Another embodiment of the present invention is a restraint for a passenger in a vehicle comprising a seat having a seat portion, a back portion and side portions connected together forming a cavity tailored shaped to form fit around a specific passenger of a vehicle limiting motion of the passenger relative to the vehicle. The seat is formed from a plastic having resistance to fire and heat and maintains its shape when subjected to crash conditions.
It is an object of the present invention to provide a new and improved method for producing a vehicle passenger restraint closely form fitted to the passenger that may be utilized after numerous crashes.
A further object of the present invention is to provide a vehicle passenger restraint for insertion into a race car that maintains its structural integrity during multiple crashes.
Related objects and advantages of the present invention will be apparent from the following description.
FIG. 1 is a perspective view of the prior art bag of expanded polystyrene for use in producing the prior art passenger restraint shown in FIG. 2.
FIG. 2 is a top fragmentary perspective view of the prior art passenger restraint 30 produced from expanded polystyrene inserted into a vehicle.
FIG. 3 is a perspective view of the preferred embodiment of the passenger restraint made in accordance with the present invention.
FIG. 4 is a cross-sectional view taken along the line 4—4 of FIG. 3 and viewed in the direction of the arrows.
FIG. 5 is a cross-sectional view taken along the line 5—5 of FIG. 3 and viewed in the direction of the arrows.
FIG. 6 is a fragmentary perspective view of the passenger restraint of FIG. 3 inserted in a vehicle.
For the purposes of promoting an understanding of the principles of the invention, reference will now be made to the embodiment illustrated in the drawings and specific language will be used to describe the same. It will nevertheless be understood that no limitation of the scope of the invention is thereby intended, such alterations and further modifications in the illustrated device, and such further applications of the principles of the invention as illustrated therein being contemplated as would normally occur to one skilled in the art to which the invention relates.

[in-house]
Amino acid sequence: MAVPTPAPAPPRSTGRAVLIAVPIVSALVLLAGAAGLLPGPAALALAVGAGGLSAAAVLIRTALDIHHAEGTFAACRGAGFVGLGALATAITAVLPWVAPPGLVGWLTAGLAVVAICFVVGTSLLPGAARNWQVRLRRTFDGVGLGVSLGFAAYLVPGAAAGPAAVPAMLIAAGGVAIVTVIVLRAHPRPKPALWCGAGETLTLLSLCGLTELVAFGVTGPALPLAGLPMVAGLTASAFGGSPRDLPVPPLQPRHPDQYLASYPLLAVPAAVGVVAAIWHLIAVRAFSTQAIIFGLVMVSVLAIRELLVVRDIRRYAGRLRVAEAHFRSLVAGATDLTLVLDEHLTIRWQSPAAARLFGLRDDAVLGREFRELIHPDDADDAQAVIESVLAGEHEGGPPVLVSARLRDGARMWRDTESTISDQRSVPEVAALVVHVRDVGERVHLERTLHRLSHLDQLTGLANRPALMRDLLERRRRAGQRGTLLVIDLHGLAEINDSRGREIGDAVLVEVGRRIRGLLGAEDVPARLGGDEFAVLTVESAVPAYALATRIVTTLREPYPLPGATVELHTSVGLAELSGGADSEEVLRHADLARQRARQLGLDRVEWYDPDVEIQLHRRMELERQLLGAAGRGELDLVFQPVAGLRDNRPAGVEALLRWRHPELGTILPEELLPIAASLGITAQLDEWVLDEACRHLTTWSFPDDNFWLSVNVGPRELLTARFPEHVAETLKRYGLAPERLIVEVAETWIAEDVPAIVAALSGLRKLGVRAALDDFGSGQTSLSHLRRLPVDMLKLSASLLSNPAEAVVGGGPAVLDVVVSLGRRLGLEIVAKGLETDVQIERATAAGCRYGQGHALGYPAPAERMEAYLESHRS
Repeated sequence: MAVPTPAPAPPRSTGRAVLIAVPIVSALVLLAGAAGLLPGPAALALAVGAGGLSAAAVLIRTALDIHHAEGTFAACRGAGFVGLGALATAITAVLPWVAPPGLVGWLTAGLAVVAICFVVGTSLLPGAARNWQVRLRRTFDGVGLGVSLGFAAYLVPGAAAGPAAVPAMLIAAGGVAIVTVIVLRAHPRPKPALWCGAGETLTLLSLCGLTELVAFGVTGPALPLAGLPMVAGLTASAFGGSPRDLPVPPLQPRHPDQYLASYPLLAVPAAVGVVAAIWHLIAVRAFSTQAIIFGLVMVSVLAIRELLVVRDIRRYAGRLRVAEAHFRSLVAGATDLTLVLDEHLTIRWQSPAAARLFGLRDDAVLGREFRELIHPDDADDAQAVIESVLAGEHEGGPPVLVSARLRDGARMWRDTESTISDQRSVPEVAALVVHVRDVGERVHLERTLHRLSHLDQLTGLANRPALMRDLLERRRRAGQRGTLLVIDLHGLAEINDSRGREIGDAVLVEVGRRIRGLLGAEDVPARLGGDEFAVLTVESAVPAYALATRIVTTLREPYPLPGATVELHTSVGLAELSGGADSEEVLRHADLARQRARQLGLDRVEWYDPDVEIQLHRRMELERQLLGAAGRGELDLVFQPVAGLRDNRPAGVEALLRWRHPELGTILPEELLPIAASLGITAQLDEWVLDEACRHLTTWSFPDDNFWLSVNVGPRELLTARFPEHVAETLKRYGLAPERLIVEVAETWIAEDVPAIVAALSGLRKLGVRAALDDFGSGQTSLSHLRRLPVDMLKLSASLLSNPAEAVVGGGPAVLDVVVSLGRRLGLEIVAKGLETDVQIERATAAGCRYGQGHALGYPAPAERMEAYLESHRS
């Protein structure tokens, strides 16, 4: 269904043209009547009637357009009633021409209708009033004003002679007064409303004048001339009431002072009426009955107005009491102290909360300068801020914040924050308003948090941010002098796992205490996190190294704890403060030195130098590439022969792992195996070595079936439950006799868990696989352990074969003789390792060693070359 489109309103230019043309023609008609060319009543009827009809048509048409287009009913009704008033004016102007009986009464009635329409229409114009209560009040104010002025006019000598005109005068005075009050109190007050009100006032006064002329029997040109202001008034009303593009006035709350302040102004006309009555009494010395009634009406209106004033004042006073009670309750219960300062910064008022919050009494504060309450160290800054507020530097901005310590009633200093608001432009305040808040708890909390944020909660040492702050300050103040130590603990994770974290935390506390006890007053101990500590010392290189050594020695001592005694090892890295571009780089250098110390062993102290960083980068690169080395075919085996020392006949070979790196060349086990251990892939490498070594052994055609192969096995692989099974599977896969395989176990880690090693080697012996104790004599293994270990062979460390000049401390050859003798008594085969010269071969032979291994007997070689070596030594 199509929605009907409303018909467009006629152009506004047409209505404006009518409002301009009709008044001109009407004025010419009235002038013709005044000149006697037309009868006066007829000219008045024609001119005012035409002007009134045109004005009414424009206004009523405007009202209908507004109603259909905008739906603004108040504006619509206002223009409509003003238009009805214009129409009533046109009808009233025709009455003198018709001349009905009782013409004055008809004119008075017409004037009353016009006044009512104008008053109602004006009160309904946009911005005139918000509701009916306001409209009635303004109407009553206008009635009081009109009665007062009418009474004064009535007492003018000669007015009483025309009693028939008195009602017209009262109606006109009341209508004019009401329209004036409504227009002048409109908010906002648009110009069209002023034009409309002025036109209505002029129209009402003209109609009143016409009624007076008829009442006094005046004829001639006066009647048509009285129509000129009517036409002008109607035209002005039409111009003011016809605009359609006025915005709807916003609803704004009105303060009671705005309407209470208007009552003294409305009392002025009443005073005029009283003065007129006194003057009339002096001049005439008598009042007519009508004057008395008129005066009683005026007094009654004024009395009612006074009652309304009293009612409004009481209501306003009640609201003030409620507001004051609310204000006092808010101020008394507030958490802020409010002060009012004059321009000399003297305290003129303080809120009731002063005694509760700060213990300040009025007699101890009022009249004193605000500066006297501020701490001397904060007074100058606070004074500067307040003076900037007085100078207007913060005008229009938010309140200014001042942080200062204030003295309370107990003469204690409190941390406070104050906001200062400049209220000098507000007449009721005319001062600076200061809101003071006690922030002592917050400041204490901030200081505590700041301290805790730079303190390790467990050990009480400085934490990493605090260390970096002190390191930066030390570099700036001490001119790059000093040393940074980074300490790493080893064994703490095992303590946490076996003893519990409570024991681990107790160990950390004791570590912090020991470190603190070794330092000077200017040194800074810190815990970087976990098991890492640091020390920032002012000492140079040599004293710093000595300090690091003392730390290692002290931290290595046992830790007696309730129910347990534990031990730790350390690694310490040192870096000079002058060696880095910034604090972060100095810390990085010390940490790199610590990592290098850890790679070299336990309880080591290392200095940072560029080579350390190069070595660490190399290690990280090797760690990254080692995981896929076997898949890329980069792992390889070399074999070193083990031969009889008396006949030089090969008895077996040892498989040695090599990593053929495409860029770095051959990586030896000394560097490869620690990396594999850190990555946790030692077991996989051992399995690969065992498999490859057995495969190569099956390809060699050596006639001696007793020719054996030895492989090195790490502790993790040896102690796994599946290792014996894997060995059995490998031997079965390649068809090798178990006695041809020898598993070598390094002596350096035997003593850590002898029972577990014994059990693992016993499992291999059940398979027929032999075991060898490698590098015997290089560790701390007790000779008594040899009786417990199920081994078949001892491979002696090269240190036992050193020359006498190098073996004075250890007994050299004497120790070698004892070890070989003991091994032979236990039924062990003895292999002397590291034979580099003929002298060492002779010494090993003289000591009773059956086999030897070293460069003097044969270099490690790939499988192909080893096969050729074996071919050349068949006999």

Expanded polypropylene (EPP) is distinguishable from expanded polystyrene (EPS) in that the EPP will elastically deform and will not crumble and be destroyed in crash conditions such as previously described for the EPS vehicle passenger restraint. At the same time, it is desirable to produce an EPP vehicle passenger restraint that has portions or inserts that will be flexible to the point of destruction thereby ensuring that the impact force is not directed by the passenger restraint into the passenger with the insert being readily removable and replaced after destruction.
The new method of producing the vehicle passenger restraint includes the aforementioned steps described in the description of the prior art of placing an enclosure 14 (FIG. 1) of flexible plastic within a vehicle (FIG. 2) and then placing the passenger of the vehicle adjacent the enclosure while it is in the vehicle.
The flexible plastic is allowed to form around the passenger forming a plastic restraint with the passenger then being removed and the plastic restraint being allowed to harden providing a product to limit movement of the passenger or driver relative to the vehicle.
The expanded polystyrene product is then used as a model to create an expanded polypropylene passenger restraint. First, the expanded polystyrene passenger restraint must be removed from the tub of the vehicle. In certain cases, it may be necessary to cut the previously formed product into two separate pieces to facilitate the removal process. Once the polystyrene passenger restraint is removed from the tub, the external geometric configuration of the product is scanned by conventional means and fed to a cad system. In the event the EPS passenger restraint is severed into two pieces during the removal from the tub, it is necessary to reattach the pieces together forming a unitary construction composed of the back portion 24, seat portion 25, and opposite side portions 26 and 27. In one embodiment, the EPS product is sprinkled with talcum allowing use of a laser scanner to obtain and feed the geometric configuration including dimensions and shapes into a conventional cad system. A profile of passenger restraint 30 is then fed to a commercially available CNC router tool that is used to cut a solid block of expanded polypropylene producing a vehicle passenger restraint identical to the shape and size of passenger restraint 30. As a result, the single impact vehicle passenger restraint produced from EPS is utilized to obtain a multiple impact restraint produced from EPP.